In a response to Simmons’ lawsuit, Albrecht said that Simmons must “show a causal link exists between the protected activity and the adverse employment action.”
“He has some of the best student evaluations we have ever seen, and he performs service to the department and the college at a much higher level than most faculty.”
Since the act of being grabbed took place more than four months before being denied tenure, Albrecht said, that link could not be demonstrated.
TMCC claimed that Simmons did not receive tenure because he said the F-word in class, had an “unwelcome environment in class” and did not have adequate service requirements.
“Although somewhat subjective, perhaps most disappointing in the application presented by Dr. Simmons is the flippant tone related to the areas that are clearly unsatisfactory,” TMCC President Hilgersom wrote. “The application does not reveal a colleague who ‘possesses integrity and the capacity for further significant intellectual and professional achievement’” according to NSHE policies.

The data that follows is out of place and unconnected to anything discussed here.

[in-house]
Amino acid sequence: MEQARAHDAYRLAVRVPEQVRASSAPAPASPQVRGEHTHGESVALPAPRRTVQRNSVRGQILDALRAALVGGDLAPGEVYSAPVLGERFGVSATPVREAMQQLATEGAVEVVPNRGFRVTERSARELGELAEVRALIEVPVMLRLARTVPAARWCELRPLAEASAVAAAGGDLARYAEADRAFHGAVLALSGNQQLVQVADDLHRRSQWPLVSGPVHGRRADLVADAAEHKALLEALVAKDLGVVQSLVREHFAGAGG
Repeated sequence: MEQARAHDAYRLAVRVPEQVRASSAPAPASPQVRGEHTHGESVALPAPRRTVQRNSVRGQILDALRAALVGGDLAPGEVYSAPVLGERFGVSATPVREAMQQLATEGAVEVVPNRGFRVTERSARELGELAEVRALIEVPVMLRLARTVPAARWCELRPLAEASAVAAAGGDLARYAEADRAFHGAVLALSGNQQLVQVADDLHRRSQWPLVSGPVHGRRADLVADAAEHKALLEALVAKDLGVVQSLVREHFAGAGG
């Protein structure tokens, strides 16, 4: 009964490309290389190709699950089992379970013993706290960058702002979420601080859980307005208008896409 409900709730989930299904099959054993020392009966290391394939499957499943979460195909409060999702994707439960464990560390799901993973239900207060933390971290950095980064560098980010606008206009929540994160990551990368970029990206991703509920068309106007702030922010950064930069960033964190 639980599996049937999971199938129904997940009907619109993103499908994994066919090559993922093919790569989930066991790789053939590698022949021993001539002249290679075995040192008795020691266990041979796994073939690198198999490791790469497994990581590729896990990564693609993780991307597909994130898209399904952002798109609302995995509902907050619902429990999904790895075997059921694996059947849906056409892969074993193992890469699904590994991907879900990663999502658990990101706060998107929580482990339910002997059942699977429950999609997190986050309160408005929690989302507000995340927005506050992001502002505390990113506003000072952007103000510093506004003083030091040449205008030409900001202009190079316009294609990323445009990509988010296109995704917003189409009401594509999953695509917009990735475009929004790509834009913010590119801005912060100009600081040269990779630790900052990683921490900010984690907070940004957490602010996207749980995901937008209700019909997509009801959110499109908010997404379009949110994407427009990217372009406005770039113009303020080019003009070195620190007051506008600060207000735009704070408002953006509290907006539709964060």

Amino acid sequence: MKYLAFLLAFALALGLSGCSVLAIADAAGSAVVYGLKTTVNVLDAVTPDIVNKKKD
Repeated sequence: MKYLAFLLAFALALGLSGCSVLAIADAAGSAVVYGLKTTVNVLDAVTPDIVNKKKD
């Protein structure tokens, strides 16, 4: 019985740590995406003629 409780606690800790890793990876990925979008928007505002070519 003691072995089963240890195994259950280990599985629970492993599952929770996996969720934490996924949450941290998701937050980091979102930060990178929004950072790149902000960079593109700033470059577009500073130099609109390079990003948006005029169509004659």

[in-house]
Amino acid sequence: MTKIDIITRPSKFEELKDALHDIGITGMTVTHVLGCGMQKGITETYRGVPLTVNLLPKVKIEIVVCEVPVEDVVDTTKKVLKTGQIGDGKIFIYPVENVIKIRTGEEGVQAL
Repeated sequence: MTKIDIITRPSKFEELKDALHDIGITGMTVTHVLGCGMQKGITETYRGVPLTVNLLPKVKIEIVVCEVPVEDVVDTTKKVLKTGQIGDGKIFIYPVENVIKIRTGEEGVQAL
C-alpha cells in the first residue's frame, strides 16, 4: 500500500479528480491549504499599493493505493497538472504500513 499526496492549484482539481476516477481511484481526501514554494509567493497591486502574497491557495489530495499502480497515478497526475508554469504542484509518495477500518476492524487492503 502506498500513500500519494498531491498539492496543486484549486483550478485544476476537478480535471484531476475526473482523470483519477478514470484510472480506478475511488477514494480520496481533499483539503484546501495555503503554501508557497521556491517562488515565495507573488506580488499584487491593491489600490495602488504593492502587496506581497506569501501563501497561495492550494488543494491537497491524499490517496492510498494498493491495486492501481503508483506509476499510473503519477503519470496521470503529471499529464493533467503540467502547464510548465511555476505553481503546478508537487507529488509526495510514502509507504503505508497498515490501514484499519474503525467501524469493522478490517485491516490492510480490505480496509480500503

Other faculty members said that’s not true. The three faculty who recommended Simmons for tenure immediately protested after Hilgersom turned him down.
“The committee … finds that the reasons you gave Dr. Simmons for denial of tenure are: based entirely on hearsay, unsubstantiated or nonexistent complaints, personal opinions, and selective interpretations,” they wrote. “Dr. Simmons has the deep and widespread respect of his peers and his students. He has some of the best student evaluations we have ever seen, and he performs service to the department and the college at a much higher level than most faculty.”
UPDATE: This story has been updated to include statements from Gallegos’ attorney and a TMCC official. The complaint is also included below.
Bob Conrad is publisher, editor and co-founder of This Is Reno. He has served in communications positions for various state agencies and earned a doctorate in educational leadership from the University of Nevada, Reno in 2011. In addition to managing This Is Reno, he holds a part-time appointment for the Mineral County University of Nevada Extension office.